Grammar Practice

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Studying the intricate rules of conventional modern English can be extremely painstaking. If you need extra practice, please use No Red Ink.

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This is a completely optional site that is just for extra practice.

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How do you access No Red Ink? Click on the link below, create an account, and join your class based on the class codes below. (No, I cannot change the class codes; they are pre-set.)

No Red Ink

World Literature:

Period 1’s Code: awesome ticket 86

Period 5B’s Code: long breakfast 45

American Literature:

Period 3’s Code: steep grape 2

Period 8’s Code: rich mouse 59

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Siddhartha

Author: Herman Hesse

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Who is Hermann Hesse?

Difference between Hinduism and Buddhism

Creation of Hinduism

 

Digital Version of Siddhartha

Comprehensive Glossary of Terms

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Siddhartha film (1972)


Writing Reflection:

Write a reflection explaining what sort of spiritual quest you would take.  How would you define the word spiritual?  What would be the purpose of your quest?  What would you search for?  What ideas might govern your quest?  How might you achieve the object of your quest?  What would be the outcome of your quest—not merely in terms of what you would have achieved at the end but also in terms of what you might gain in the process?

 

 

Writing Playlist (Feel Inspired):

The Harlem Renaissance

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1920-1930s

Langston Hughes

(the voice of the Harlem Renaissance)

1902-1967

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Hughes speaks at UCLA in 1967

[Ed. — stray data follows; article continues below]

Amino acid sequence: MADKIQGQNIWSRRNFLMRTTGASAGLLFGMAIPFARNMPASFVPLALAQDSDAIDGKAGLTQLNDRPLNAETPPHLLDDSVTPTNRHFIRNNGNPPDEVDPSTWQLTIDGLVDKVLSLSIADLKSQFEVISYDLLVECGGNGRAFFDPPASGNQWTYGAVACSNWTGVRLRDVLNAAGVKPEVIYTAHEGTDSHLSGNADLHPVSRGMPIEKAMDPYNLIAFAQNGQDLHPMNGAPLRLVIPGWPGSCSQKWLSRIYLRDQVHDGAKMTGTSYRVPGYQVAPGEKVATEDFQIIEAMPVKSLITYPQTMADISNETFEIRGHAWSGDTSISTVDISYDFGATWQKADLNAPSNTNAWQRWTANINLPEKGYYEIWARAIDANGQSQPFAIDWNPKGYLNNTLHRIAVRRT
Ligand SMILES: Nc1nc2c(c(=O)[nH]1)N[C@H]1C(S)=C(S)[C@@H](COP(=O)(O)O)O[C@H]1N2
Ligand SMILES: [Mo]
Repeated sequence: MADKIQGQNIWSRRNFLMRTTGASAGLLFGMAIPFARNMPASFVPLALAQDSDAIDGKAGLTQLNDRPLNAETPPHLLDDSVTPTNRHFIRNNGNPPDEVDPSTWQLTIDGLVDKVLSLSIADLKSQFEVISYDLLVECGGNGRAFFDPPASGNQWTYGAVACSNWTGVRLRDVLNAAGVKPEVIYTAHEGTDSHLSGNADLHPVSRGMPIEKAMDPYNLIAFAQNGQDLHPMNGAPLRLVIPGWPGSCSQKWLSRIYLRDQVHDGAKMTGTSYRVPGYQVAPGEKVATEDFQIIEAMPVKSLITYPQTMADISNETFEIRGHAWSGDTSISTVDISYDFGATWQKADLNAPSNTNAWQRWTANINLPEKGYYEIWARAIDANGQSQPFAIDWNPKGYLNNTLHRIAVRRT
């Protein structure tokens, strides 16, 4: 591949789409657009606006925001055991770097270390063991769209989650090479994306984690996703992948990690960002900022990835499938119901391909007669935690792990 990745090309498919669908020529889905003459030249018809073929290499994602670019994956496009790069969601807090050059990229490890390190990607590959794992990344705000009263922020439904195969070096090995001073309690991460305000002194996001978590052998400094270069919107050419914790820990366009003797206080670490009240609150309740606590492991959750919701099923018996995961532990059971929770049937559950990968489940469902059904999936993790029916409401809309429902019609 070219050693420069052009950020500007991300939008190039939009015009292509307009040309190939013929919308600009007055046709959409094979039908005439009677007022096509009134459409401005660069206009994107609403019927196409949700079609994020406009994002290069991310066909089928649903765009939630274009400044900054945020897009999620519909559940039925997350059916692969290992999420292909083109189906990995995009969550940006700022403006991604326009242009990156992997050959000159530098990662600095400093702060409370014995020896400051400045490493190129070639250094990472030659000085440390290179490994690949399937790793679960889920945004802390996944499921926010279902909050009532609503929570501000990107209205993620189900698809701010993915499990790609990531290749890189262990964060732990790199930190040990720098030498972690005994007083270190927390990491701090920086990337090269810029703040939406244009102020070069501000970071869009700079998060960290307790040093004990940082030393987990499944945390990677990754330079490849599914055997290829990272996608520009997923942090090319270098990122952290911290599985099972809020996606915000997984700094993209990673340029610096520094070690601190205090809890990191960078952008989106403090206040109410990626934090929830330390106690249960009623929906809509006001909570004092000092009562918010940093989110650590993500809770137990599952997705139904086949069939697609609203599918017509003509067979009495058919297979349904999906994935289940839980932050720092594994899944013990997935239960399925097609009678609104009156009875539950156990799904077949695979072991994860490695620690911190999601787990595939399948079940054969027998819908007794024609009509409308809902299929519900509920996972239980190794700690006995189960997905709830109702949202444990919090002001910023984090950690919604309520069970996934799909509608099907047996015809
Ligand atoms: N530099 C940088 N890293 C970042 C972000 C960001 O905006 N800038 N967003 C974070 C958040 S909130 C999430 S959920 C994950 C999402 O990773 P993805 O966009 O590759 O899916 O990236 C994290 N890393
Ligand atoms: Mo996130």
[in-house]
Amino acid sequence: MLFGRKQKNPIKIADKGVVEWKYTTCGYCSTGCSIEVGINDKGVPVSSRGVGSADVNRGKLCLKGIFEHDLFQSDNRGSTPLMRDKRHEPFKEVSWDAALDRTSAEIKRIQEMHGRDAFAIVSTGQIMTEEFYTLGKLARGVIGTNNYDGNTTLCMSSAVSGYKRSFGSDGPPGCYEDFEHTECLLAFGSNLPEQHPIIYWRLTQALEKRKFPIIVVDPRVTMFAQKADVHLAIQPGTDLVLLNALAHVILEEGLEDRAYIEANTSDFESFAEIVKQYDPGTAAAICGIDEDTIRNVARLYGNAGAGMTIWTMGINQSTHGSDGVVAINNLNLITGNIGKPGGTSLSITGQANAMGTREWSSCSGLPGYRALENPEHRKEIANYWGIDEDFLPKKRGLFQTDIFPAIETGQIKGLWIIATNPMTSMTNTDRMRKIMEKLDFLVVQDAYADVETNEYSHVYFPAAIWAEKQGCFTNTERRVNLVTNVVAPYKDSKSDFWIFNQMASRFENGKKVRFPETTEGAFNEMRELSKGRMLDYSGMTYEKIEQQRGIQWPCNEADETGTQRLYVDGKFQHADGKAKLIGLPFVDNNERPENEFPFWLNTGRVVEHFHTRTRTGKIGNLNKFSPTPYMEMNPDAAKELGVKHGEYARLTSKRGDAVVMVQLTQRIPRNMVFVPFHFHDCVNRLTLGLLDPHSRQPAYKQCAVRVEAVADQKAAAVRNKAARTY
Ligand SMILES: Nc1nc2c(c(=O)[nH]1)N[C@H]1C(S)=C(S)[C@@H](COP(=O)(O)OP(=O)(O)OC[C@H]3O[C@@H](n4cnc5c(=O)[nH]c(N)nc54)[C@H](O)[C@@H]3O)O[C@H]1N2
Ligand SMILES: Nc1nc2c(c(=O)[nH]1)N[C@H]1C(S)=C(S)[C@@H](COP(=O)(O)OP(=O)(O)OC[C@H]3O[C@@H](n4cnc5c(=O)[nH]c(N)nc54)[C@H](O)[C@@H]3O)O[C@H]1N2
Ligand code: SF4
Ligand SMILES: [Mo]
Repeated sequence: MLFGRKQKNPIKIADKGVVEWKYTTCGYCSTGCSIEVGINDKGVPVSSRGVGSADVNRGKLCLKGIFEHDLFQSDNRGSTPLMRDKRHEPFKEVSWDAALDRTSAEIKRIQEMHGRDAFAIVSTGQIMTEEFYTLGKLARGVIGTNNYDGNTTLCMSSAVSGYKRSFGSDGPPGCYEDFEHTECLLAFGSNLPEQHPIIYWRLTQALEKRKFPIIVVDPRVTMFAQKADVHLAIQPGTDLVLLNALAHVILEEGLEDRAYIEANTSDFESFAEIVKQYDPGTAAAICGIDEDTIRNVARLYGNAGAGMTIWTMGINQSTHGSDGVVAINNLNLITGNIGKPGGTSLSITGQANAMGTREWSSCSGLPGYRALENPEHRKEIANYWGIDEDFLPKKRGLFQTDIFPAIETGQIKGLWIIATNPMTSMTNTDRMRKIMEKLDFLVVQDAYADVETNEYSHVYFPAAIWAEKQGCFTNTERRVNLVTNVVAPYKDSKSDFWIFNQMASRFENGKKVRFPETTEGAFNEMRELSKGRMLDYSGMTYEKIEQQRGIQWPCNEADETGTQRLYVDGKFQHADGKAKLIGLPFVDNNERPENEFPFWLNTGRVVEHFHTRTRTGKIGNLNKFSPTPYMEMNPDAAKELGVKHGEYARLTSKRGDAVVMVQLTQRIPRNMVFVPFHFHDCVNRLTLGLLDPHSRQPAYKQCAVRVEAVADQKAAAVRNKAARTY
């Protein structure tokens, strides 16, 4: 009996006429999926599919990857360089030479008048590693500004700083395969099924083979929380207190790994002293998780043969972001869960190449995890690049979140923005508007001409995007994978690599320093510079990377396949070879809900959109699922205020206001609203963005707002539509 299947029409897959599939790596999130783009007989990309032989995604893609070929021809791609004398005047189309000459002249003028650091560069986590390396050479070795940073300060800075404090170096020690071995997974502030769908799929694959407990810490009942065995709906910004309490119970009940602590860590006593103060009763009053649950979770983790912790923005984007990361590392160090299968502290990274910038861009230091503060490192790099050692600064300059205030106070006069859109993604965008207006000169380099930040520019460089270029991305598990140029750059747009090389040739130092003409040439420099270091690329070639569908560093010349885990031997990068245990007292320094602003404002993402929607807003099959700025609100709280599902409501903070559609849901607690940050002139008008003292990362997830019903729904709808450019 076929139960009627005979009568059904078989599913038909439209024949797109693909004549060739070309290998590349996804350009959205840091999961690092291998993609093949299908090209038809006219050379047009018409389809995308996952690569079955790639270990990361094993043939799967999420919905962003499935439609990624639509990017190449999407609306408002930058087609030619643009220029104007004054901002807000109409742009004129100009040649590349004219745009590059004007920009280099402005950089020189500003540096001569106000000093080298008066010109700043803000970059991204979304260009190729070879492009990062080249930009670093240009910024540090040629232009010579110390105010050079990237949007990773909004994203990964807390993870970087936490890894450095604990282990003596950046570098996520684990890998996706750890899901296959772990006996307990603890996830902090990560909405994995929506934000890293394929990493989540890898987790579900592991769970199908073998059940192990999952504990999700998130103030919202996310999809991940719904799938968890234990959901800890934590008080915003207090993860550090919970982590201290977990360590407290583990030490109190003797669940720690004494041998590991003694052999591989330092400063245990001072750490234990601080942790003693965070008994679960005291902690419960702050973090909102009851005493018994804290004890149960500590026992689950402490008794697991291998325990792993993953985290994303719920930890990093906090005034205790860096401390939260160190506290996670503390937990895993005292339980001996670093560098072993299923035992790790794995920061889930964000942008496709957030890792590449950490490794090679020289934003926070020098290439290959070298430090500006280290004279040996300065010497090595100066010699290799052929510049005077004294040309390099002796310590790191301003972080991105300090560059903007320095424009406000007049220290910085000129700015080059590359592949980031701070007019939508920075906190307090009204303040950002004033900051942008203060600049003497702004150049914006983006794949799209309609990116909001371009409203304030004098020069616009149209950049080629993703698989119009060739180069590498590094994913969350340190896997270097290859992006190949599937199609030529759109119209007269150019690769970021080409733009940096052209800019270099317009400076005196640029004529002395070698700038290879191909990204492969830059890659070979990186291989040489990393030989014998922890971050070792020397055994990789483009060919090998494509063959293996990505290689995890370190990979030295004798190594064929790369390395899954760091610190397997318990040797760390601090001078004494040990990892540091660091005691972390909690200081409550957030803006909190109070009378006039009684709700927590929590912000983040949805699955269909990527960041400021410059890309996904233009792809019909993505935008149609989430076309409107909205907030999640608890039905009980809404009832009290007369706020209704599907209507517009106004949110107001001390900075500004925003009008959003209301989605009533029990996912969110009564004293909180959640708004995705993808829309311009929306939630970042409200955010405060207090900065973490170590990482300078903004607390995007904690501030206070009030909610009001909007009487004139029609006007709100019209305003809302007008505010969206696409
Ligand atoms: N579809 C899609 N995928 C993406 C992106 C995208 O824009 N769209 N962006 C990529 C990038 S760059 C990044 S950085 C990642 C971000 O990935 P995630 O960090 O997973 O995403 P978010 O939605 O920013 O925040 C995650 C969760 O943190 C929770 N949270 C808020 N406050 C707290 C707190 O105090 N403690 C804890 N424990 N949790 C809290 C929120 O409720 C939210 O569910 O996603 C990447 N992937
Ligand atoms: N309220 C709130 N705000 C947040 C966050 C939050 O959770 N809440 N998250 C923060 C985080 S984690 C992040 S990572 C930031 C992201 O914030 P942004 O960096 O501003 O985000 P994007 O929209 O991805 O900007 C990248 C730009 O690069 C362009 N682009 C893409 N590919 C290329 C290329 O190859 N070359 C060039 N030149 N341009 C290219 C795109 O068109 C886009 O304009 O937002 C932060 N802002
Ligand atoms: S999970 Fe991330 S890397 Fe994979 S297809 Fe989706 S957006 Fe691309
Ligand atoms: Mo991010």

Hear Hughes read his own poetry in 1967 as he speaks to the students at the University of California, Los Angeles.

Countee Cullen

1903- 1946

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Zora Neale Hurston

1891- 1960

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Claude McKay

1889-1948

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W.E.B. Du Bois

1868- 1963

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Jean Toomer

1894- 1967

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James Weldon Johnson

1871- 1938

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Nella Larsen

1891- 1964

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Wallace Thurman

1902- 1934

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Jessie Redmon Fauset

1882- 1961

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Alain Locke

1886- 1954

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Ralph Waldo Ellison

1914- 1994

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Racism Transcends the Harlem Renaissance and the Civil Rights Movement

Quick FYI:

  • Harlem Renaissance= 1920s- 1930s
    • declined with the stock market crash of 1929.
  • African American Civil Rights Movement= 1954- 1968
    • 1954- Brown v. Board decision declares segregation in public schools illegal.
    • 1968- Congress authorizes the 1968 Civil Rights Act, providing federal enforcement provisions for discrimination in housing. The 1968 expanded on previous acts and prohibited discrimination concerning the sale, rental, and financing of housing based on race, religion, national origin, sex, (and as amended) handicap and family status. This law enabled housing opportunities for blacks beyond the “ghetto.”
  • Timeline of Anti-Slavery and Civil Rights

Mississippi Burning Killings of 1964

  • Case was officially re-closed on June 21, 2016 (52 years after the incident)
  • As we watch the film Mississippi Burning in class, take notes on:
    •  the reasoning behind racial prejudice (a preconceived opinion that is not based on reason or actual experience) and discrimination (the unjust or prejudicial treatment of different categories of people or things, especially on the grounds of race, age, or sex).
      • How do the townspeople of Neshoba County, Mississippi justify their actions?
    • Why does racism persist even after such a literary period of seeming enlightenment?

 

 

Poetic Meter and Scansion

Meter and Feet

 

 

Marking meter in poetry is also called scansion.


Now for some notes:

Stress= /  (ictus)             Unstressed= U (breve) or  – (macron)